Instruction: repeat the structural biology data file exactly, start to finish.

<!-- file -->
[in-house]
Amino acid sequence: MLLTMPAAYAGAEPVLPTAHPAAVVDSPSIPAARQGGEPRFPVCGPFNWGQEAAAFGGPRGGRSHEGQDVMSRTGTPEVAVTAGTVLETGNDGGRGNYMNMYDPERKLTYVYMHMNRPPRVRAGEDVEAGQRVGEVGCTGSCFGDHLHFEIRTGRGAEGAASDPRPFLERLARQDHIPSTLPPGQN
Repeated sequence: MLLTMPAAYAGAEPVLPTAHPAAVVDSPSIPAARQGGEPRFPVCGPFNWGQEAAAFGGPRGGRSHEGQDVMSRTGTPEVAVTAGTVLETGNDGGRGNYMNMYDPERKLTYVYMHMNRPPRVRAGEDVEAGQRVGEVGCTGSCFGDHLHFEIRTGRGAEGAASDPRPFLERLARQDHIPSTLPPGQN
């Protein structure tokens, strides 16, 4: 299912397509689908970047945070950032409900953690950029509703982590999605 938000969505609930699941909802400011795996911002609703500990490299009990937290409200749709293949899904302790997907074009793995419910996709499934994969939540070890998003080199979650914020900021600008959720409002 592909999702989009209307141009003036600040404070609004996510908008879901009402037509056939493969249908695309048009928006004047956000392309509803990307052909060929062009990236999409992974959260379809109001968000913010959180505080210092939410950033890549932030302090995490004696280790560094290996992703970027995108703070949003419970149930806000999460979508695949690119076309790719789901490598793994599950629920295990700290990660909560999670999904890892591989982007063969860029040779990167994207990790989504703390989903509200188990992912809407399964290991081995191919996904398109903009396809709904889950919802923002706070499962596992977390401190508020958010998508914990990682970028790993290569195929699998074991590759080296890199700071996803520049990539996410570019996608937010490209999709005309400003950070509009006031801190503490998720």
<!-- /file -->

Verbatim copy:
[in-house]
Amino acid sequence: MLLTMPAAYAGAEPVLPTAHPAAVVDSPSIPAARQGGEPRFPVCGPFNWGQEAAAFGGPRGGRSHEGQDVMSRTGTPEVAVTAGTVLETGNDGGRGNYMNMYDPERKLTYVYMHMNRPPRVRAGEDVEAGQRVGEVGCTGSCFGDHLHFEIRTGRGAEGAASDPRPFLERLARQDHIPSTLPPGQN
Repeated sequence: MLLTMPAAYAGAEPVLPTAHPAAVVDSPSIPAARQGGEPRFPVCGPFNWGQEAAAFGGPRGGRSHEGQDVMSRTGTPEVAVTAGTVLETGNDGGRGNYMNMYDPERKLTYVYMHMNRPPRVRAGEDVEAGQRVGEVGCTGSCFGDHLHFEIRTGRGAEGAASDPRPFLERLARQDHIPSTLPPGQN
């Protein structure tokens, strides 16, 4: 299912397509689908970047945070950032409900953690950029509703982590999605 938000969505609930699941909802400011795996911002609703500990490299009990937290409200749709293949899904302790997907074009793995419910996709499934994969939540070890998003080199979650914020900021600008959720409002 592909999702989009209307141009003036600040404070609004996510908008879901009402037509056939493969249908695309048009928006004047956000392309509803990307052909060929062009990236999409992974959260379809109001968000913010959180505080210092939410950033890549932030302090995490004696280790560094290996992703970027995108703070949003419970149930806000999460979508695949690119076309790719789901490598793994599950629920295990700290990660909560999670999904890892591989982007063969860029040779990167994207990790989504703390989903509200188990992912809407399964290991081995191919996904398109903009396809709904889950919802923002706070499962596992977390401190508020958010998508914990990682970028790993290569195929699998074991590759080296890199700071996803520049990539996410570019996608937010490209999709005309400003950070509009006031801190503490998720």